Anti-Drone Camouflage: What to Wear in Total Surveillance
2 Thermal Camouflage systems being developed:
Black Fox by Eltics
Adaptiv by BAE Systems
we are working on:
Thermal Dazzle (disrupting the heat signature of the wearer)
The U.S. military has tried, and continues to try, special dyes and materials in uniforms to shield a soldier’s IR signature from these imagers. “But you are running up against the laws of physics,” camouflage expert retired Lt. Col. Tim O’Neill says. “The heat must escape somehow, or you will reduce the soldier to a hot, stinky puddle.”
Designed to blend in with the temperature of its surroundings or mimic the IR signature of something else (for instance, a low-priority Humvee or an enemy tank), ADAPTIV is often shown in the form of 5.5-inch hexagonal tiles. (That’s only the land vehicle version of the system. The actual size of the tile depends on the host platform and its normal distance of engagement). Think of the tiles as hot and cold pixels comprising a large thermal picture.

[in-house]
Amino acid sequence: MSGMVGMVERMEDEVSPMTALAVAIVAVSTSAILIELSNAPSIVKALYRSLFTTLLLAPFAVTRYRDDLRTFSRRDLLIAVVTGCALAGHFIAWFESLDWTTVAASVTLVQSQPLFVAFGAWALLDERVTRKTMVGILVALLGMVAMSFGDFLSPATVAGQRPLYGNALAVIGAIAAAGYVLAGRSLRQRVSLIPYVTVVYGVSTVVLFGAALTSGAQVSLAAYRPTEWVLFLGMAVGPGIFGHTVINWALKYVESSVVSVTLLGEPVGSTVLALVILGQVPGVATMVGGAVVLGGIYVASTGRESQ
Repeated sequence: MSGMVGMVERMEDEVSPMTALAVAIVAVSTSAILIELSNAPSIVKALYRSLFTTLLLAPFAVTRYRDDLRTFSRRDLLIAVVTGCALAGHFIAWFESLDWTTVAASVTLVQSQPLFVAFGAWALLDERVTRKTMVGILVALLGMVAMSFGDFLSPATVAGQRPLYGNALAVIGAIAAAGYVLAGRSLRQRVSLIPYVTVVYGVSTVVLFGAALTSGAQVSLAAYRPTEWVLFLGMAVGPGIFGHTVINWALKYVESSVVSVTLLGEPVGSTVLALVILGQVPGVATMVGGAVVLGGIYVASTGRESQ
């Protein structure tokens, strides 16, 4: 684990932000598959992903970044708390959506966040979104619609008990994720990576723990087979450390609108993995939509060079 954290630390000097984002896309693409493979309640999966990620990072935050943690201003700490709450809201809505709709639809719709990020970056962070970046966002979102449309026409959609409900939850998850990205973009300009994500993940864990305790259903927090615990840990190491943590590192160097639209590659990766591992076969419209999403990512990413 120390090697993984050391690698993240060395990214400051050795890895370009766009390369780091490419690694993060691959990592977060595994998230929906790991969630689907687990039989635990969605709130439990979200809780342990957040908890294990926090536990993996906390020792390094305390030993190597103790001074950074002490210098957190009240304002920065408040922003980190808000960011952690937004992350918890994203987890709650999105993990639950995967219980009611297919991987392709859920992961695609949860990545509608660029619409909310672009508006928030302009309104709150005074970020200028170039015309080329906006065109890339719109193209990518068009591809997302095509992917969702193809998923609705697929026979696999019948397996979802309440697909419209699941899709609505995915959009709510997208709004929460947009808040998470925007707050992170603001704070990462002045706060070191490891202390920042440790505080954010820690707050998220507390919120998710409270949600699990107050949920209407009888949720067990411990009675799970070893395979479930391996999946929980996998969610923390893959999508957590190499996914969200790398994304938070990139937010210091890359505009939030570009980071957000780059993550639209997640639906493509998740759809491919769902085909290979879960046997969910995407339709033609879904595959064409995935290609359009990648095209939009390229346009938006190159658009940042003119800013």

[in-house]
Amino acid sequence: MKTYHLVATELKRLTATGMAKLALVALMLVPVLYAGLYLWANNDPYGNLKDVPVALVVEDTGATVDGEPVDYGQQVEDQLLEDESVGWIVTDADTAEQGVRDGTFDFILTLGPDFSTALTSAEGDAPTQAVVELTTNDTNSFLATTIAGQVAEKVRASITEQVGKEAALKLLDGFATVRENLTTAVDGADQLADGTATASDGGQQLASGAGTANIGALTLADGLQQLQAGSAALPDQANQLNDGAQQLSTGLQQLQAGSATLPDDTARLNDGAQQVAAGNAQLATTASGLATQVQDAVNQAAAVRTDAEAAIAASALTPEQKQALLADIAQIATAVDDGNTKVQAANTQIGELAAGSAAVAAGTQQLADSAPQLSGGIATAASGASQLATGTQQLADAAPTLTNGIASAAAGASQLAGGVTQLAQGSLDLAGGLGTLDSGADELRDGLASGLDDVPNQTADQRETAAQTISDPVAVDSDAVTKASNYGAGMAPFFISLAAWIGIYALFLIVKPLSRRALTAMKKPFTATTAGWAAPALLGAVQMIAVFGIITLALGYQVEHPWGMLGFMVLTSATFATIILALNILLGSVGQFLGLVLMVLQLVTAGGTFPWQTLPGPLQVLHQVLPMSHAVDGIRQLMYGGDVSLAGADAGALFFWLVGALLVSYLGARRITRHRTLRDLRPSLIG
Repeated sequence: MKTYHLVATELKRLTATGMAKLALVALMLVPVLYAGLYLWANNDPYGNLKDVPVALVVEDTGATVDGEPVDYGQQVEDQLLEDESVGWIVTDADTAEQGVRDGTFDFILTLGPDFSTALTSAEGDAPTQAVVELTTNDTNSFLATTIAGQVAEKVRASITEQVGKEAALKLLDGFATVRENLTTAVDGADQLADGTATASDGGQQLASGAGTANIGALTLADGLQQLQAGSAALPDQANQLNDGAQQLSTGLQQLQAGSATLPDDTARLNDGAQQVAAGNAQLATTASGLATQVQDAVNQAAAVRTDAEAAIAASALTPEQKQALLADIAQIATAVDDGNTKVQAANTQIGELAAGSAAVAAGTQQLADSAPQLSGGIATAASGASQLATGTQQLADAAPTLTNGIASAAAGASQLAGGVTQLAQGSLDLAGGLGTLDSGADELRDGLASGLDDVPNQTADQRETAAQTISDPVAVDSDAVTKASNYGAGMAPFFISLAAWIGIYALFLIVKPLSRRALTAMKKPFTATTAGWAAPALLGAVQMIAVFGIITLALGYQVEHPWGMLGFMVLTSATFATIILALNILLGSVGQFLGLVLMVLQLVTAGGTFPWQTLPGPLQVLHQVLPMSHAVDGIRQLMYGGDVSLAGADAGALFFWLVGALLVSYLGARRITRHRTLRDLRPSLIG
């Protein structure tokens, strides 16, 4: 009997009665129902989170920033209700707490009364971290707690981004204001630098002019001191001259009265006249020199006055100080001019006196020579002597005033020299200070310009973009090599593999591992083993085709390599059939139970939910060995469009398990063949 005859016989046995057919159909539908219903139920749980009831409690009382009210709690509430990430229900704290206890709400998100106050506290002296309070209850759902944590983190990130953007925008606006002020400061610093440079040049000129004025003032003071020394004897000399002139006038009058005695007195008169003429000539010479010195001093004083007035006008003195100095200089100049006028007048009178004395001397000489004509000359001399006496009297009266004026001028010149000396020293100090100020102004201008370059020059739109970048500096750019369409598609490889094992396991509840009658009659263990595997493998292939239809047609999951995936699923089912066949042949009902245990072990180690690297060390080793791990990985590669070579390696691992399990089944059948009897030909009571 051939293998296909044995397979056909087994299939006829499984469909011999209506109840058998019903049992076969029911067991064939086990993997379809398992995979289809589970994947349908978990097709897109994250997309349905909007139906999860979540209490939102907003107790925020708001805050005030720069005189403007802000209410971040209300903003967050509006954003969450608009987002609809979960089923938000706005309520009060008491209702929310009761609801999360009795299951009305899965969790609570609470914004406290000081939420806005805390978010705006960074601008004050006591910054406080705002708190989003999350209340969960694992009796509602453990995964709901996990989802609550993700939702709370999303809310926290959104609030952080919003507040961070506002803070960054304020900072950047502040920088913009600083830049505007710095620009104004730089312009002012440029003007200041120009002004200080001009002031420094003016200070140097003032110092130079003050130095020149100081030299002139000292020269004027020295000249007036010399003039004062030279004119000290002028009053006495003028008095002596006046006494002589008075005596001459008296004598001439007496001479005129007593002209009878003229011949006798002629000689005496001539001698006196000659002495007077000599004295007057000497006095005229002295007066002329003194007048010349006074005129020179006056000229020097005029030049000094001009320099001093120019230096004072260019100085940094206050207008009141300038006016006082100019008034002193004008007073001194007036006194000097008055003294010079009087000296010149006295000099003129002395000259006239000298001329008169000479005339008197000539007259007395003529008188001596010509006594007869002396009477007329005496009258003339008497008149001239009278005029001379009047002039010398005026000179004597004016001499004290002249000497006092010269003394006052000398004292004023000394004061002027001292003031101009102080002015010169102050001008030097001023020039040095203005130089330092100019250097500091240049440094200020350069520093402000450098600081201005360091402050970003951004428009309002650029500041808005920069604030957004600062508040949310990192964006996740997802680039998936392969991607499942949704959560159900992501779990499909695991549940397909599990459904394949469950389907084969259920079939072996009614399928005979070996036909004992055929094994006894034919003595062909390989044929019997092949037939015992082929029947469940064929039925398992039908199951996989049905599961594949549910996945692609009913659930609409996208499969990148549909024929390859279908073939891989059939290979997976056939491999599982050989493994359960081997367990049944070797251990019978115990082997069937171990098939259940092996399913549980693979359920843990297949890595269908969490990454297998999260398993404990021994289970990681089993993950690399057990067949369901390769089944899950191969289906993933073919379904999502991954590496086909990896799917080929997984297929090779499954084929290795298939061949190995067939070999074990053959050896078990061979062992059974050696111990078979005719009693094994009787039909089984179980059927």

“When the enemy is closer,” Sjölund says, “you need higher ‘resolution,’ so the ‘pixels’ have to be smaller. You don’t want a thermal pattern that doesn’t look natural.” For example, a vehicle engaged in urban warfare would need hand-size tiles to fool IR imagers at a distance of 200 to 300 meters. But a naval ship, used to combat ranges in the nautical miles, could have a larger tile. Either way, perfection isn’t necessary. Even when ADAPTIV cannot fool the human eye, it can frustrate a targeting algorithm.
“Thermal imagers don’t tell you if something is actually hot or cold,” Fred Colbert, president of Colbert Infrared Services, Inc. “They measure radiance.” And radiance can be disguised.